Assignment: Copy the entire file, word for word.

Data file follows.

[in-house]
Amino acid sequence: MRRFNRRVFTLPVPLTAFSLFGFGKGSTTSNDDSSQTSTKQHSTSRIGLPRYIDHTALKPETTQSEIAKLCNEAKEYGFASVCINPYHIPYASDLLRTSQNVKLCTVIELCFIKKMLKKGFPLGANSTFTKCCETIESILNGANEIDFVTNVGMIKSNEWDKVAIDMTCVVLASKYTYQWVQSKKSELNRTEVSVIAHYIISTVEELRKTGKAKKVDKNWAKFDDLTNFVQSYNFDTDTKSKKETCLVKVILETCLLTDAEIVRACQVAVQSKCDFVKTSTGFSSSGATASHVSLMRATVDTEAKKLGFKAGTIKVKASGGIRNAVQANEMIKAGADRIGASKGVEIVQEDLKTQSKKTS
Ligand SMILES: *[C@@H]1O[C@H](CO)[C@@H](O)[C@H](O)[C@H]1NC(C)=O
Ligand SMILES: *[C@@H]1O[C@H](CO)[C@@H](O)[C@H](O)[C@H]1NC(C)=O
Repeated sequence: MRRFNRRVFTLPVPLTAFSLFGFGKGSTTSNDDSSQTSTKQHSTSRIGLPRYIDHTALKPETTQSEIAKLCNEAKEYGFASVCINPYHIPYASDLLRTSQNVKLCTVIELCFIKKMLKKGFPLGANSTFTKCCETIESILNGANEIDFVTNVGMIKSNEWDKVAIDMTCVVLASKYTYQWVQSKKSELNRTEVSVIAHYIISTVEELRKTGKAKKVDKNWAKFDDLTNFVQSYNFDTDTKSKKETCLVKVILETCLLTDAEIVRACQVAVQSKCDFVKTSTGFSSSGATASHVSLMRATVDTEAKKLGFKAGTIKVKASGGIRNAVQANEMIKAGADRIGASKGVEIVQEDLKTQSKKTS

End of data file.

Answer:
[in-house]
Amino acid sequence: MRRFNRRVFTLPVPLTAFSLFGFGKGSTTSNDDSSQTSTKQHSTSRIGLPRYIDHTALKPETTQSEIAKLCNEAKEYGFASVCINPYHIPYASDLLRTSQNVKLCTVIELCFIKKMLKKGFPLGANSTFTKCCETIESILNGANEIDFVTNVGMIKSNEWDKVAIDMTCVVLASKYTYQWVQSKKSELNRTEVSVIAHYIISTVEELRKTGKAKKVDKNWAKFDDLTNFVQSYNFDTDTKSKKETCLVKVILETCLLTDAEIVRACQVAVQSKCDFVKTSTGFSSSGATASHVSLMRATVDTEAKKLGFKAGTIKVKASGGIRNAVQANEMIKAGADRIGASKGVEIVQEDLKTQSKKTS
Ligand SMILES: *[C@@H]1O[C@H](CO)[C@@H](O)[C@H](O)[C@H]1NC(C)=O
Ligand SMILES: *[C@@H]1O[C@H](CO)[C@@H](O)[C@H](O)[C@H]1NC(C)=O
Repeated sequence: MRRFNRRVFTLPVPLTAFSLFGFGKGSTTSNDDSSQTSTKQHSTSRIGLPRYIDHTALKPETTQSEIAKLCNEAKEYGFASVCINPYHIPYASDLLRTSQNVKLCTVIELCFIKKMLKKGFPLGANSTFTKCCETIESILNGANEIDFVTNVGMIKSNEWDKVAIDMTCVVLASKYTYQWVQSKKSELNRTEVSVIAHYIISTVEELRKTGKAKKVDKNWAKFDDLTNFVQSYNFDTDTKSKKETCLVKVILETCLLTDAEIVRACQVAVQSKCDFVKTSTGFSSSGATASHVSLMRATVDTEAKKLGFKAGTIKVKASGGIRNAVQANEMIKAGADRIGASKGVEIVQEDLKTQSKKTS